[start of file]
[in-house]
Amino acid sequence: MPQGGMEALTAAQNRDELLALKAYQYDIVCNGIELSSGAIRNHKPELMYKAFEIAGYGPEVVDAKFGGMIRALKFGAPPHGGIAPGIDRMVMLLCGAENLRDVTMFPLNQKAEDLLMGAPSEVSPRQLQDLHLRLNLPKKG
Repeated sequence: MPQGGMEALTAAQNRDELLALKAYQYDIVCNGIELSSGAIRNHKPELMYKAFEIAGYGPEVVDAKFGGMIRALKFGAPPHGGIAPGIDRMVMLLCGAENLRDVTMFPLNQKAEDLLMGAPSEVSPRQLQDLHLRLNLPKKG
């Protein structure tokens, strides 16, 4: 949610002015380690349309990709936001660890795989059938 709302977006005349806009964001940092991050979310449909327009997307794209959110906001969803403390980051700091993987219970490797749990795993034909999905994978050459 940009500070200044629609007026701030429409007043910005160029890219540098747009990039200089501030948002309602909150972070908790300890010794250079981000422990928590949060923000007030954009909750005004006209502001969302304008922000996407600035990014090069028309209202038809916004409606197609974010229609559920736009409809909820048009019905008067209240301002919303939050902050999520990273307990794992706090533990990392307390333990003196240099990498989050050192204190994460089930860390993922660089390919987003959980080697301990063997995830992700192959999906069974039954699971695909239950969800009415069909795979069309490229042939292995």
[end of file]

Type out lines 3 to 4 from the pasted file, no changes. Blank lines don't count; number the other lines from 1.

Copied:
Repeated sequence: MPQGGMEALTAAQNRDELLALKAYQYDIVCNGIELSSGAIRNHKPELMYKAFEIAGYGPEVVDAKFGGMIRALKFGAPPHGGIAPGIDRMVMLLCGAENLRDVTMFPLNQKAEDLLMGAPSEVSPRQLQDLHLRLNLPKKG
């Protein structure tokens, strides 16, 4: 949610002015380690349309990709936001660890795989059938 709302977006005349806009964001940092991050979310449909327009997307794209959110906001969803403390980051700091993987219970490797749990795993034909999905994978050459 940009500070200044629609007026701030429409007043910005160029890219540098747009990039200089501030948002309602909150972070908790300890010794250079981000422990928590949060923000007030954009909750005004006209502001969302304008922000996407600035990014090069028309209202038809916004409606197609974010229609559920736009409809909820048009019905008067209240301002919303939050902050999520990273307990794992706090533990990392307390333990003196240099990498989050050192204190994460089930860390993922660089390919987003959980080697301990063997995830992700192959999906069974039954699971695909239950969800009415069909795979069309490229042939292995």